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Riccò wins number 2 in Tirreno
Riccardo Riccò is a name slipping off many pundits lips when talking about cycling, and specifically...
Riccardo Riccò is a name slipping off many pundits lips when talking about cycling, and specifically this Saturday's Milano-Sanremo. At the age of 23 he has already conquered some big races; winning his first race as a pro in front of Paolo Bettini and this year, starting off with a bang, with two stages in the Tirreno-Adriatico, as well as a stint in the leader's jersey.
The rider from Sassuolo (Modena) does not lack confidence, and he will go into La Classicissima, his first, as one of Saunier Duval-Prodir's leaders (the other being Francisco José Ventoso, who can be counted on for the sprint).
"Everything in life you can do," was his response when questioned if he could win by Luigi Perna of La Gazzetta dello Sport. "With the condition I have now, nothing is impossible. ... I have nothing to lose."
Riccò has reason to believe after winning twice in Tirreno, and both times in front of high-calibre riders, like World Champion and 2003 Sanremo winner, Bettini. Given his style he will have to try to win by basing his attack on the final two obstacles, the Cipressa and Poggio. There he will face danger from all corners; riders like Bettini, Mirko Celestino (Milram), Davide Rebellin (Gerolsteiner) and Luca Paolini (Liquigas) will be firing their guns over these race-defining climbs.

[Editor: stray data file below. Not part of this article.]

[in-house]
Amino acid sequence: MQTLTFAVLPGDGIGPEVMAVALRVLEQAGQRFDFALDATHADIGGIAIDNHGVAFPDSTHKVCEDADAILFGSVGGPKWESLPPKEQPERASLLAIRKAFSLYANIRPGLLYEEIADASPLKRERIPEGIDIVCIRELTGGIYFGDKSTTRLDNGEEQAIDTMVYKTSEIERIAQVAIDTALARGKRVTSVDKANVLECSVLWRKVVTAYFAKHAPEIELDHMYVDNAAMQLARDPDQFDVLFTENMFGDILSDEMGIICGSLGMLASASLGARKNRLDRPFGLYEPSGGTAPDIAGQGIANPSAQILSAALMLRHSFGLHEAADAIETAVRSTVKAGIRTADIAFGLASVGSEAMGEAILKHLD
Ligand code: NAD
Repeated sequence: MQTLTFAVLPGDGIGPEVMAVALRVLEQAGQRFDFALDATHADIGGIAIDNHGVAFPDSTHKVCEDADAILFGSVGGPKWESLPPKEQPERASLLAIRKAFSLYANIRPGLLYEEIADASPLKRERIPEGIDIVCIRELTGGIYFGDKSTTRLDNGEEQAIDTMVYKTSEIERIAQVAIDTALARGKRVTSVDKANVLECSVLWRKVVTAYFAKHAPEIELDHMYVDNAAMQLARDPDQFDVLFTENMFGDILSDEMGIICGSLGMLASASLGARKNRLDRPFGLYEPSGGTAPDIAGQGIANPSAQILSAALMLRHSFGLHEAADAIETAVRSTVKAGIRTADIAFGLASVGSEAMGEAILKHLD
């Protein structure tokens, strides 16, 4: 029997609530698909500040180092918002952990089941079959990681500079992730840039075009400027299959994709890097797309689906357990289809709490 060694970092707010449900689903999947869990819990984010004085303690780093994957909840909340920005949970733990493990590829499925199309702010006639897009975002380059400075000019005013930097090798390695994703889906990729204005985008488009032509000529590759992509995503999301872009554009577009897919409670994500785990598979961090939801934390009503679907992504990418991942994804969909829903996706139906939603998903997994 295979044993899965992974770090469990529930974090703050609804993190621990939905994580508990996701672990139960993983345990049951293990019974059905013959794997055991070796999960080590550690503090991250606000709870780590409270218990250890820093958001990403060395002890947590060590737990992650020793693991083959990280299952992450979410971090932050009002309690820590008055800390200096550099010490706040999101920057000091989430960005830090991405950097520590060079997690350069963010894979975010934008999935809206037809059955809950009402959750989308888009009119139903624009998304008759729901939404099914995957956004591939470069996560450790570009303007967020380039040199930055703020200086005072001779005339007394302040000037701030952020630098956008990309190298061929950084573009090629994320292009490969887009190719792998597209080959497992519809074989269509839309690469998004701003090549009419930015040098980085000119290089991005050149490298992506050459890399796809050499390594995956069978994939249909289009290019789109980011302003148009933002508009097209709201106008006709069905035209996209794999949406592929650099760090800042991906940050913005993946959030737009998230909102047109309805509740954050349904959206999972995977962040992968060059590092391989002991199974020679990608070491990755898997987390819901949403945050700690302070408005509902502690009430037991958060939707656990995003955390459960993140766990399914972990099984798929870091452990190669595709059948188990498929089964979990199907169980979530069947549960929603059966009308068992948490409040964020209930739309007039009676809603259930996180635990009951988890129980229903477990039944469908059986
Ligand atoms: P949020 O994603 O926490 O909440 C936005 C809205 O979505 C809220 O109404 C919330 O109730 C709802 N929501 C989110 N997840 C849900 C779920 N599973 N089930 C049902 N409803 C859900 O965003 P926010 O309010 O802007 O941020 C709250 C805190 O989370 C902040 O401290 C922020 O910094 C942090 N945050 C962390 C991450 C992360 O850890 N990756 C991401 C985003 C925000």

"At Tirreno they were all strong, and I battled them in those two stages [three and four - ed.], it was not a question of luck," he continued. "I was better. I saw on the climbs I was going well. And the Poggio, after 300 kilometres, is a climb that is dangerous."
It would be dream for Riccò to win in Sanremo, in fact is the dream of every Italian cyclist; they grow up watching their heroes battle on the Liguria Coast after having departed from Milan seven hours beforehand, and they have seen the death-defying descents on the ribbon-like roads leading to the Via Roma. "It is the race that everyone would like to win and it really excites me. I started watching it on TV when I started racing in 1996; I remember well the escape of Gabriele Colombo, the victory of Andrei Tchmil and the sprints of Erik Zabel." He added of his hero, "But above all the attacks of Marco Pantani on the Cipressa, they gave me shivers."
He confirmed that he will have to attack before the finish to try to win. "I will attack and hope that behind the sprinters are caught off guard and watch one another. I need to go all out on the downhill. I am not [Paolo] Savoldelli but I can do damage on the decent."
When listening to Riccò it is clear to hear the tone of a winner. "I always start a race to win. I respect everyone but I am not afraid of anyone. Above all I say what I think; I don't hide out behind a wall. ... There are some riders who say things to journalists and then they hide out in the group. We call them 'vegetables.' Luckily there are also those who do what they say; we are small, one is my teammate, Gilberto Simoni."
He points towards the same rider who he beat to win his first pro race as a favourite for Saturday. "The man to follow is Bettini. He can attack on the Poggio. [2006 winner] Filippo Pozzato, I don't know. He has said he wants to do his battle in the sprint."